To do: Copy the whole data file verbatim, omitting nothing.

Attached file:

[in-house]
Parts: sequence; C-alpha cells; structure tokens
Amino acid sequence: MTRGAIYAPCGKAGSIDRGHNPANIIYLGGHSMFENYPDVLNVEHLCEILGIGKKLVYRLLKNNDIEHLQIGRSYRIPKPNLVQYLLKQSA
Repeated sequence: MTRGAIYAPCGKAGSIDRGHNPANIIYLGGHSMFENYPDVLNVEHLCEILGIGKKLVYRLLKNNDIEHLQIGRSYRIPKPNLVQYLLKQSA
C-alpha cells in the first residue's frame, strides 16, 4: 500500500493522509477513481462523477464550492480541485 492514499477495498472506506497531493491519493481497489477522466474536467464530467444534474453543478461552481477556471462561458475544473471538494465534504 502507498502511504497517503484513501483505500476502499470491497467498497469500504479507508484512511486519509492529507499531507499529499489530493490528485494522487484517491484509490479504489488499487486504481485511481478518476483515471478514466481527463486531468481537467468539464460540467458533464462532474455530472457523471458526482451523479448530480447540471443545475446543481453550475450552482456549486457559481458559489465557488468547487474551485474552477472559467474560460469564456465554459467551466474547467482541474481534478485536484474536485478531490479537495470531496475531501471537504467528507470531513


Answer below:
[in-house]
Parts: sequence; C-alpha cells; structure tokens
Amino acid sequence: MTRGAIYAPCGKAGSIDRGHNPANIIYLGGHSMFENYPDVLNVEHLCEILGIGKKLVYRLLKNNDIEHLQIGRSYRIPKPNLVQYLLKQSA
Repeated sequence: MTRGAIYAPCGKAGSIDRGHNPANIIYLGGHSMFENYPDVLNVEHLCEILGIGKKLVYRLLKNNDIEHLQIGRSYRIPKPNLVQYLLKQSA
C-alpha cells in the first residue's frame, strides 16, 4: 500500500493522509477513481462523477464550492480541485 492514499477495498472506506497531493491519493481497489477522466474536467464530467444534474453543478461552481477556471462561458475544473471538494465534504 502507498502511504497517503484513501483505500476502499470491497467498497469500504479507508484512511486519509492529507499531507499529499489530493490528485494522487484517491484509490479504489488499487486504481485511481478518476483515471478514466481527463486531468481537467468539464460540467458533464462532474455530472457523471458526482451523479448530480447540471443545475446543481453550475450552482456549486457559481458559489465557488468547487474551485474552477472559467474560460469564456465554459467551466474547467482541474481534478485536484474536485478531490479537495470531496475531501471537504467528507470531513